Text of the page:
May 21, 2021 - In this post, we provide our preliminary comments on the Governor’s 2021‑22 May Revision proposal for Medi‑Cal. We first provide an overview of the proposal, noting the major changes made relative to the Governor’s January budget, as well as changes made to estimated 2020‑21 spending relative to the January estimates. We then describe, and provide our comments on, the Governor’s proposal to augment the January proposal for the California Advancing and Innovating Medi‑Cal (CalAIM) package. We follow with descriptions of, and comments on, the Governor’s modified telehealth policy proposal, the proposal to extend full‑scope Medi‑Cal coverage to older undocumented immigrants, and the proposal to use American Rescue Plan Act funding to provide financial relief for designated public hospitals.
March 23, 2020 - This initial post highlights key federal actions in response to the coronavirus disease 2019 (COVID-19)—through March 19, 2020—relating to public health broadly and individual health care. We discuss three sets of federal actions—(1) a federal legislative package focused on public health infrastructure, (2) a declaration of national emergency that opened the door for the state to apply for increased flexibility in the delivery of Medicaid services, and (3) a federal legislative package that provides for increased federal Medicaid funding and universal coverage of COVID-19 testing without cost sharing.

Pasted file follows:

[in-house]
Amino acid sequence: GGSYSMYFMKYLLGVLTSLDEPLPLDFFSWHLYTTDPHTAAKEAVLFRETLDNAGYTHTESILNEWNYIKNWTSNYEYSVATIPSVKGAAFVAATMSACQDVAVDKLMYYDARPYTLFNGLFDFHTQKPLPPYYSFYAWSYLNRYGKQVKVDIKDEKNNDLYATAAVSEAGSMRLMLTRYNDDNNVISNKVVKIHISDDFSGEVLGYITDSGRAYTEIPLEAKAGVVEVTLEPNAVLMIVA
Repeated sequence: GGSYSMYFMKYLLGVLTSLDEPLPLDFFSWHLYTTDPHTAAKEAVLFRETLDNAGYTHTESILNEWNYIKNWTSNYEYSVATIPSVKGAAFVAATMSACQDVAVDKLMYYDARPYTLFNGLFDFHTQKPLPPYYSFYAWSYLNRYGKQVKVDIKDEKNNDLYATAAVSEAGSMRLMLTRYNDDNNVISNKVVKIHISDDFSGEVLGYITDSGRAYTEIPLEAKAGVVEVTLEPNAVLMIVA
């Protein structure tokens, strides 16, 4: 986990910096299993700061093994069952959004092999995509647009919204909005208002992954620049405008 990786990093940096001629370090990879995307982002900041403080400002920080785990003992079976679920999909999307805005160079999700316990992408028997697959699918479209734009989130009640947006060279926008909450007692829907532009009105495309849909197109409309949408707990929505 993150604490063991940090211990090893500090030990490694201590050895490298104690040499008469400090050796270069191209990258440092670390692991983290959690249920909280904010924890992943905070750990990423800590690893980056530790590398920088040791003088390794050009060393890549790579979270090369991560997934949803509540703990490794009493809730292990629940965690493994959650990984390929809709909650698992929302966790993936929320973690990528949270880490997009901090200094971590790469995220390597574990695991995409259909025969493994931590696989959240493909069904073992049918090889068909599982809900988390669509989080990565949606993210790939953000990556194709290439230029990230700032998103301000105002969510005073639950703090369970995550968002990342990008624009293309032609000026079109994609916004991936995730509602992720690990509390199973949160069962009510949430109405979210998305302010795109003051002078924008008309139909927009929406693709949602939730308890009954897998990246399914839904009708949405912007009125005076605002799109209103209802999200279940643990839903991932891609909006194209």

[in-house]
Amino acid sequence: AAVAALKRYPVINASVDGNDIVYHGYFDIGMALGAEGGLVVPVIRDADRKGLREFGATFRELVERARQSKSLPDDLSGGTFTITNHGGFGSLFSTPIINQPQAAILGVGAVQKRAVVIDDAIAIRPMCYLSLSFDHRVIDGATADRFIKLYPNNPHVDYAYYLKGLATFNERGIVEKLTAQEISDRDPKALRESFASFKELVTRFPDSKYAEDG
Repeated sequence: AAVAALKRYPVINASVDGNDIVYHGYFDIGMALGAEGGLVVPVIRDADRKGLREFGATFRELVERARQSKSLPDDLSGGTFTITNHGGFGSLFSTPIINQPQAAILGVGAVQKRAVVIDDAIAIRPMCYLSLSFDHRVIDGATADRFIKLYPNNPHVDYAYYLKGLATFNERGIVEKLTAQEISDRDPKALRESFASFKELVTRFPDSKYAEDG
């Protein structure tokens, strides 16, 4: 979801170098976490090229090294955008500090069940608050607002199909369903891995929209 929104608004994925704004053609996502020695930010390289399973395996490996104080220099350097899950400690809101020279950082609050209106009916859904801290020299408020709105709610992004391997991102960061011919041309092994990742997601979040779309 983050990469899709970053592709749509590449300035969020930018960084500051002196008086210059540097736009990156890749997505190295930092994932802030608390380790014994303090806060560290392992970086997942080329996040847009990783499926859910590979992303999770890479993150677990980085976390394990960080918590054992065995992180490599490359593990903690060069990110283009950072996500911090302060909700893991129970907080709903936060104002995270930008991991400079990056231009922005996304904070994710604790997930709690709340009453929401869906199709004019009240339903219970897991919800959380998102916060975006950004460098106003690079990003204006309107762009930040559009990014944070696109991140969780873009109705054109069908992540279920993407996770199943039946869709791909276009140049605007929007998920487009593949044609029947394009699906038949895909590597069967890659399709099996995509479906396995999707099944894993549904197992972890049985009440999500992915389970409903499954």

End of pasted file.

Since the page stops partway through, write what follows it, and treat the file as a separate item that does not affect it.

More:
October 22, 2021 - The spending plan provides $33.7 billion General Fund for health programs. This is an increase of $6.7 billion, or 25 percent, compared to the revised 2020‑21 spending level. This year-over-year increase primarily is due to significant growth in projected General Fund spending in Medi-Cal. About two-thirds of the increase in General Fund Medi-Cal spending reflects technical budget adjustments (for example, adjustments due to projected caseload increases), while the remaining one-third reflects a large number of discretionary policy augmentations.
October 24, 2022 - This post summarizes overall spending in the 2022-23 budget package for health programs. It is part of our Spending Plan series, which contains posts focused on each major sector of the state budget.
April 16, 2020 - This post summarizes key COVID-19 federal actions that affect aging- and disability-related state programs.
April 14, 2021 - This report provides background on the ways parolees access substance use disorder treatment (SUDT) through providers who are typically either funded by the California Department of Corrections and Rehabilitation or through Medi-Cal (the state’s Medicaid program). It assesses the trade-offs between these two approaches and recommends steps to improve the quality of service and create savings by increasing the utilization of Medi-Cal for parolee SUDT.
February 2, 2022 - This post describes the Governor’s budget assumptions and proposals related to the In-Home Supportive Services program and offers relevant issues for Legislative consideration.
Update (2/7/22): Time requirement for incentive payment to IHSS providers in the state’s HCBS spending plan has been updated.